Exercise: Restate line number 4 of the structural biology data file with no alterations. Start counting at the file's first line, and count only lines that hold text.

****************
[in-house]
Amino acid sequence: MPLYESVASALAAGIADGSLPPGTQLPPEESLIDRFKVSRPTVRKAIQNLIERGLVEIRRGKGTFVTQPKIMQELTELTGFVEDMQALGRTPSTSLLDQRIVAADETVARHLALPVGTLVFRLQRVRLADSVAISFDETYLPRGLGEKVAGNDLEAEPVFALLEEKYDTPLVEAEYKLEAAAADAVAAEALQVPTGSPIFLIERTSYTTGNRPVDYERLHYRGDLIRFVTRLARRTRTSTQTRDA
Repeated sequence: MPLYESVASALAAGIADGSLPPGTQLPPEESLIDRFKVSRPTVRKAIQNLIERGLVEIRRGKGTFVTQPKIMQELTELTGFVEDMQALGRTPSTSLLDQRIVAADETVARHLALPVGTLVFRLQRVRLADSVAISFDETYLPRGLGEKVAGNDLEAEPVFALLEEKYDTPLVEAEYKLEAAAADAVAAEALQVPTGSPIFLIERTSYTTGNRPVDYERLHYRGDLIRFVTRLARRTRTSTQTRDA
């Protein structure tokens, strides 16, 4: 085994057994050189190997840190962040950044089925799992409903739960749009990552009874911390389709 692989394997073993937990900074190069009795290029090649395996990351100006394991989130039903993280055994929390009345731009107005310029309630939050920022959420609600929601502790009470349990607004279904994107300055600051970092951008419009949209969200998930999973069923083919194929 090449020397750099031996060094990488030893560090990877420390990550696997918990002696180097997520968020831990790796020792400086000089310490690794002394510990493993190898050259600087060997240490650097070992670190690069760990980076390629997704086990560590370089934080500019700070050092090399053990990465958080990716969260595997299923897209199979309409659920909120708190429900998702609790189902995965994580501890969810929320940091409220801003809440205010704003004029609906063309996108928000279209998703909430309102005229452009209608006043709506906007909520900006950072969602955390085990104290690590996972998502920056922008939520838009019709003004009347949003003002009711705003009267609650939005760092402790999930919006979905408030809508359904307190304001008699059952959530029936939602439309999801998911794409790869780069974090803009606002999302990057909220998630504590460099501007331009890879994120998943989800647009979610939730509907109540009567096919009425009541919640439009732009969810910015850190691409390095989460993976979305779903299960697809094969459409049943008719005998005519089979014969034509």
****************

């Protein structure tokens, strides 16, 4: 085994057994050189190997840190962040950044089925799992409903739960749009990552009874911390389709 692989394997073993937990900074190069009795290029090649395996990351100006394991989130039903993280055994929390009345731009107005310029309630939050920022959420609600929601502790009470349990607004279904994107300055600051970092951008419009949209969200998930999973069923083919194929 090449020397750099031996060094990488030893560090990877420390990550696997918990002696180097997520968020831990790796020792400086000089310490690794002394510990493993190898050259600087060997240490650097070992670190690069760990980076390629997704086990560590370089934080500019700070050092090399053990990465958080990716969260595997299923897209199979309409659920909120708190429900998702609790189902995965994580501890969810929320940091409220801003809440205010704003004029609906063309996108928000279209998703909430309102005229452009209608006043709506906007909520900006950072969602955390085990104290690590996972998502920056922008939520838009019709003004009347949003003002009711705003009267609650939005760092402790999930919006979905408030809508359904307190304001008699059952959530029936939602439309999801998911794409790869780069974090803009606002999302990057909220998630504590460099501007331009890879994120998943989800647009979610939730509907109540009567096919009425009541919640439009732009969810910015850190691409390095989460993976979305779903299960697809094969459409049943008719005998005519089979014969034509």